Crohn's disease is a chronic inflammatory disorder of the gastrointestinal tract, which is thought to result from the effect of environmental factors in a genetically predisposed host. A gene location in the pericentromeric region of chromosome 16, IBD1, that contributes to susceptibility to Crohn's disease has been established through multiple linkage studies1,2,3,4,5,6, but the specific gene(s) has not been identified. NOD2, a gene that encodes a protein with homology to plant disease resistance gene products is located in the peak region of linkage on chromosome 16 (ref. 7). Here we show, by using the transmission disequilibium test and case-control analysis, that a frameshift mutation caused by a cytosine insertion, 3020insC, which is expected to encode a truncated NOD2 protein, is associated with Crohn's disease. Wild-type NOD2 activates nuclear factor NF-κB, making it responsive to bacterial lipopolysaccharides; however, this induction was deficient in mutant NOD2. These results implicate NOD2 in susceptibility to Crohn's disease, and suggest a link between an innate immune response to bacterial components and development of disease.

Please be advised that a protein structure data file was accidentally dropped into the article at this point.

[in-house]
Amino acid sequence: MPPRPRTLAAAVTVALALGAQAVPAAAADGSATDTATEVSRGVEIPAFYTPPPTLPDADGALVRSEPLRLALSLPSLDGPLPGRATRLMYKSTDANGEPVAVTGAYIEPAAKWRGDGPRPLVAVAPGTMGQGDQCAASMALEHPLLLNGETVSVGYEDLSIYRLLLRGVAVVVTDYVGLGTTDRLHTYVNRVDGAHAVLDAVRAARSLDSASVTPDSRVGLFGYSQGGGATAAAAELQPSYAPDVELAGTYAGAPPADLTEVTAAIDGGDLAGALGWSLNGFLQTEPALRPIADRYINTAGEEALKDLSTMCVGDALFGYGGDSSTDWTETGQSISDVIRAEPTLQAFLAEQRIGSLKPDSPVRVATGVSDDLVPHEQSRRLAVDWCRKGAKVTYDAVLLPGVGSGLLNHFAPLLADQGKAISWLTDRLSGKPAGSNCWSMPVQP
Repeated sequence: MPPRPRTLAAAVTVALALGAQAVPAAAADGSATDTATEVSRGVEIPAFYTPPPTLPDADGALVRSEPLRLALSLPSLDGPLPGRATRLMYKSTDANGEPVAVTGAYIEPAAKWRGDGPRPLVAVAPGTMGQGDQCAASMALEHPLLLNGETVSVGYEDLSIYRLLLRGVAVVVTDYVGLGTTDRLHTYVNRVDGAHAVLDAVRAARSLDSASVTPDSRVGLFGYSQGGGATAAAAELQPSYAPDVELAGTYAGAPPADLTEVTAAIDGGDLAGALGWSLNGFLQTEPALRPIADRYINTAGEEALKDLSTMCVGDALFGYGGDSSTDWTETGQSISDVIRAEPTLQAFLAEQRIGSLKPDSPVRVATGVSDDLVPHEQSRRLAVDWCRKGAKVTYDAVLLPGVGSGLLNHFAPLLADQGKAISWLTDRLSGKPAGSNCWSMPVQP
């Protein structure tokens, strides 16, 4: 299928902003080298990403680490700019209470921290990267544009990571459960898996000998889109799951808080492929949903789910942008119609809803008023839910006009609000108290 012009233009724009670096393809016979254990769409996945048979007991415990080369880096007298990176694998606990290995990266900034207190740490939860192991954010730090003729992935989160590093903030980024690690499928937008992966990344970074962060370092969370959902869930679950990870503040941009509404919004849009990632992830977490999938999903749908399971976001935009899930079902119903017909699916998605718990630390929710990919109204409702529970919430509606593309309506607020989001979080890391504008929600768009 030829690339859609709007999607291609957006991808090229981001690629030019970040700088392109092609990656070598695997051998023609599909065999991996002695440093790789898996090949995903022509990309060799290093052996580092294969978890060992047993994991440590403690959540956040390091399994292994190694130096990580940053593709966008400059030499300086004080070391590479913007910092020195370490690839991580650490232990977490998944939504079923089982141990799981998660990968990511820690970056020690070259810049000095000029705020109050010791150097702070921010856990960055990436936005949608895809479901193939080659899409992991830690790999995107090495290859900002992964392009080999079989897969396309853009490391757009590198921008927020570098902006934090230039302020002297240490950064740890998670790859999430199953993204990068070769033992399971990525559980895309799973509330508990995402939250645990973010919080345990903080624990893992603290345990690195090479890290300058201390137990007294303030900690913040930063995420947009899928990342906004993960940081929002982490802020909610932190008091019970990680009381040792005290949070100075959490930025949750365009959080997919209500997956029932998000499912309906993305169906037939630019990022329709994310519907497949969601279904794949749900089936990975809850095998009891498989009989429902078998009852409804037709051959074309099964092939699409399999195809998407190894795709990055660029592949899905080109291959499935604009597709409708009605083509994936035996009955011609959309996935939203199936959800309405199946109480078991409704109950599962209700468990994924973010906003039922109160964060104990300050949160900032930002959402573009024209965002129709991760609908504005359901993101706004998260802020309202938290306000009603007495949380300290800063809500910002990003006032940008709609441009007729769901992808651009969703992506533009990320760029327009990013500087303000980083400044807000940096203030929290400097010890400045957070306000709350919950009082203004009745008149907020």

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We thank the patients and their families that participated in this study. We acknowledge the contributions of J. B. Kirsner and M. Boyer. We thank T. Ross. P. Lucas and L. McAllister-Lucas for critically reading the manuscript; and A. Moran and M. Apicella for LPS samples. The work was supported by grants from the NIH (G.N. and J.H.C.), the Crohn's and Colitis Foundation of American (J.H.C.), the Reva and David Logan Foundation (J.H.C.) and the Gastrointestinal Research Foundation (J.H.C). Y.O. was supported by funds from Tokushima University, Japan. G.N. and J.H.C. contributed equally to this work and share senior authorship.
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